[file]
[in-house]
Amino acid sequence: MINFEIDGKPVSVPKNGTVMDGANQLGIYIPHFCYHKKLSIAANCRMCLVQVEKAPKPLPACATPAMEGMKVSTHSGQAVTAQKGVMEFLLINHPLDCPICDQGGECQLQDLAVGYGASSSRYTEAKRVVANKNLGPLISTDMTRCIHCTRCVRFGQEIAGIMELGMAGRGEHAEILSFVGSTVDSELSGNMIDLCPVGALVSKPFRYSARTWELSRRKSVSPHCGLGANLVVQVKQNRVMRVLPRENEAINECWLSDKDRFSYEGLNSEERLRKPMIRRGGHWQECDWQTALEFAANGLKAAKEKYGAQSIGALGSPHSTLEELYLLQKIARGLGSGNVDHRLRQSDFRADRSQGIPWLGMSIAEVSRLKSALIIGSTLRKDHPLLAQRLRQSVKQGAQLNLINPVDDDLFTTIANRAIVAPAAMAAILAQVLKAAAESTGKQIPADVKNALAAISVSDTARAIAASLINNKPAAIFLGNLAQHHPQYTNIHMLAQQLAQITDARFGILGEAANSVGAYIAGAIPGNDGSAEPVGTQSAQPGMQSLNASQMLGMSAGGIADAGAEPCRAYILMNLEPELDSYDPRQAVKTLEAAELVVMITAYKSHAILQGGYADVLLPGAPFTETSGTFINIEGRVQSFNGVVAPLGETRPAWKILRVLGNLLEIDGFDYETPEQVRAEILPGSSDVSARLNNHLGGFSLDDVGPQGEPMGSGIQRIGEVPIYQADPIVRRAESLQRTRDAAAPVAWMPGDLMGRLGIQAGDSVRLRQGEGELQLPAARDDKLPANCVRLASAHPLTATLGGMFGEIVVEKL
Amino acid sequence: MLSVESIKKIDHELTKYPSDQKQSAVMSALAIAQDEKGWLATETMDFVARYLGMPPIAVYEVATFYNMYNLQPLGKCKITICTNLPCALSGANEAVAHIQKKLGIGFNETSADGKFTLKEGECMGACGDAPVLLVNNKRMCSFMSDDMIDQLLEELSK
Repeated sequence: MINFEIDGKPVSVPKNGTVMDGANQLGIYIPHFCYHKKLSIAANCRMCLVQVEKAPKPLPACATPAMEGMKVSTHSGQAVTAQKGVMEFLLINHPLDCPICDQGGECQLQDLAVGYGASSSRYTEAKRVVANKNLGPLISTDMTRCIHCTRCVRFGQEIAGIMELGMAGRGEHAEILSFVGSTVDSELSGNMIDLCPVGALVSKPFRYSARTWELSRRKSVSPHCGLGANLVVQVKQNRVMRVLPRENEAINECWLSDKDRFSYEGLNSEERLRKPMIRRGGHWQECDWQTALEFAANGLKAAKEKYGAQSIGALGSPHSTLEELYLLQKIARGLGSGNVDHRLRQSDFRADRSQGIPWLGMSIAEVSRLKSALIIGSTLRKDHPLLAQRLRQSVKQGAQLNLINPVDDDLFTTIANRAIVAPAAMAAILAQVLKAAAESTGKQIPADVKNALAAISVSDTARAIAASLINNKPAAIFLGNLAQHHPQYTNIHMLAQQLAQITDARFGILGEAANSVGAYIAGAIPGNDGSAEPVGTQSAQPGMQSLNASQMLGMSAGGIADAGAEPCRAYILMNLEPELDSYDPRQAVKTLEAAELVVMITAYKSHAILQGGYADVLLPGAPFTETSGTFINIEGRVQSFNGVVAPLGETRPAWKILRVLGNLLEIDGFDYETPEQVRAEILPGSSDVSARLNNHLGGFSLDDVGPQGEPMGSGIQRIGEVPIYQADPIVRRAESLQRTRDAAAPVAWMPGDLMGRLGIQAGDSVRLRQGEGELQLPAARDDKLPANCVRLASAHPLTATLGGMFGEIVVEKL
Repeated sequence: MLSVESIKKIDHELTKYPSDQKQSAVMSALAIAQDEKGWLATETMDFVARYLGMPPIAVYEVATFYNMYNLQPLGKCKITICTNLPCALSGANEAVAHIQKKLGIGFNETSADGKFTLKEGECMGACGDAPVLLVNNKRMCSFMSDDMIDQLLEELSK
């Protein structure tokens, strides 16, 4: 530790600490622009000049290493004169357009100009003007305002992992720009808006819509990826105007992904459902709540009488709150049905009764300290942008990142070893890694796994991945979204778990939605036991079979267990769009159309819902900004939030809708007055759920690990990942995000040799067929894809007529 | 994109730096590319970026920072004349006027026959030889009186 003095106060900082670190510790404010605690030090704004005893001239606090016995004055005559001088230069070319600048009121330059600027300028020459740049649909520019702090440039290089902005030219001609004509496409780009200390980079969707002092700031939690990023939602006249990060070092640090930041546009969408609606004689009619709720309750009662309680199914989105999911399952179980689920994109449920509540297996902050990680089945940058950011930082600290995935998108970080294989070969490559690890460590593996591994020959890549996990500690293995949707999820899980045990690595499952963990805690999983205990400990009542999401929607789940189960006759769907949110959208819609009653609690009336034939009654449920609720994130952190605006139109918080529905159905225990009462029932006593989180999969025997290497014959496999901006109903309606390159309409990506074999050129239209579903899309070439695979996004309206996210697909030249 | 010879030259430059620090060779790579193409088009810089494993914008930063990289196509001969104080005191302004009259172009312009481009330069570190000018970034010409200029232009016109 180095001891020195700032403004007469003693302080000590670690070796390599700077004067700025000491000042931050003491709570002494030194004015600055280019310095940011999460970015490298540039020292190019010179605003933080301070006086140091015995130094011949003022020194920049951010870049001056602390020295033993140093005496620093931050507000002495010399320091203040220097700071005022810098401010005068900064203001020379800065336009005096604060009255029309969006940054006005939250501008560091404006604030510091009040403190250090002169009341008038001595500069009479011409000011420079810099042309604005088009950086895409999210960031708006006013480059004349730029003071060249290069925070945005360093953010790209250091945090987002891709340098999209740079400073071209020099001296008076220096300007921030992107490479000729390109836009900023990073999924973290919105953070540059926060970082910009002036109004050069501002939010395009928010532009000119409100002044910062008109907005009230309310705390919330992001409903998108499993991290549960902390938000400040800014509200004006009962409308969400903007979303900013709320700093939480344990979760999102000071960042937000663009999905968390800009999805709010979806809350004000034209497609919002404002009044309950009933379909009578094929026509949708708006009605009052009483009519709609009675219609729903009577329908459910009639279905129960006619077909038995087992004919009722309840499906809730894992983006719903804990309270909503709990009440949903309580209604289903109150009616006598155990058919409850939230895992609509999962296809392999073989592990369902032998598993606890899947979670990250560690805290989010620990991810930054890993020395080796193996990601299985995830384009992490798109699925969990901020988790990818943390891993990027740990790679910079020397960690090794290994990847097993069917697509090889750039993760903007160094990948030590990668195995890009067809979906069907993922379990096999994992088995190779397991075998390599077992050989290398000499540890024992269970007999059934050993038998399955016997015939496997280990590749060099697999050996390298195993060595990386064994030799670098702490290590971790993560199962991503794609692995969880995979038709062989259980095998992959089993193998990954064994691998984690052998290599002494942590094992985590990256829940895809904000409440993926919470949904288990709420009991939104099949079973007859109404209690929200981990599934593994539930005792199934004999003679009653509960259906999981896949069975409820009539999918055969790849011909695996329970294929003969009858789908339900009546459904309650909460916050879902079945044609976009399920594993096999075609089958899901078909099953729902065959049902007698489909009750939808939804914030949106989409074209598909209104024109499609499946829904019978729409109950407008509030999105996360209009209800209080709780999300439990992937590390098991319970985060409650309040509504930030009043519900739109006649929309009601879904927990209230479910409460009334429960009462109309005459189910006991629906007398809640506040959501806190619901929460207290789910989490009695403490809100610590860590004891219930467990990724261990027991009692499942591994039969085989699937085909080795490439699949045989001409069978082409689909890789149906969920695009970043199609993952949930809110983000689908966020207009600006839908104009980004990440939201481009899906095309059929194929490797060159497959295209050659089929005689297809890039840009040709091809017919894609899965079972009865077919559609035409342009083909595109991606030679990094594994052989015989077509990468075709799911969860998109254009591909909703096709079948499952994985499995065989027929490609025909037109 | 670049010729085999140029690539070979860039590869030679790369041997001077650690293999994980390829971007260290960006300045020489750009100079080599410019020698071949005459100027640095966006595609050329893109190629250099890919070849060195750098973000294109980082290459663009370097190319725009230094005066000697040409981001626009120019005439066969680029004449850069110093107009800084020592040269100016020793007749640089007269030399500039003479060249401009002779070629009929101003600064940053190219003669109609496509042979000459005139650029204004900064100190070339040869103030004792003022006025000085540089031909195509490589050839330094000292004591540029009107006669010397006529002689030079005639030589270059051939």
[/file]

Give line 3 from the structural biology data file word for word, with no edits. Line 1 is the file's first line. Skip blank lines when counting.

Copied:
Amino acid sequence: MLSVESIKKIDHELTKYPSDQKQSAVMSALAIAQDEKGWLATETMDFVARYLGMPPIAVYEVATFYNMYNLQPLGKCKITICTNLPCALSGANEAVAHIQKKLGIGFNETSADGKFTLKEGECMGACGDAPVLLVNNKRMCSFMSDDMIDQLLEELSK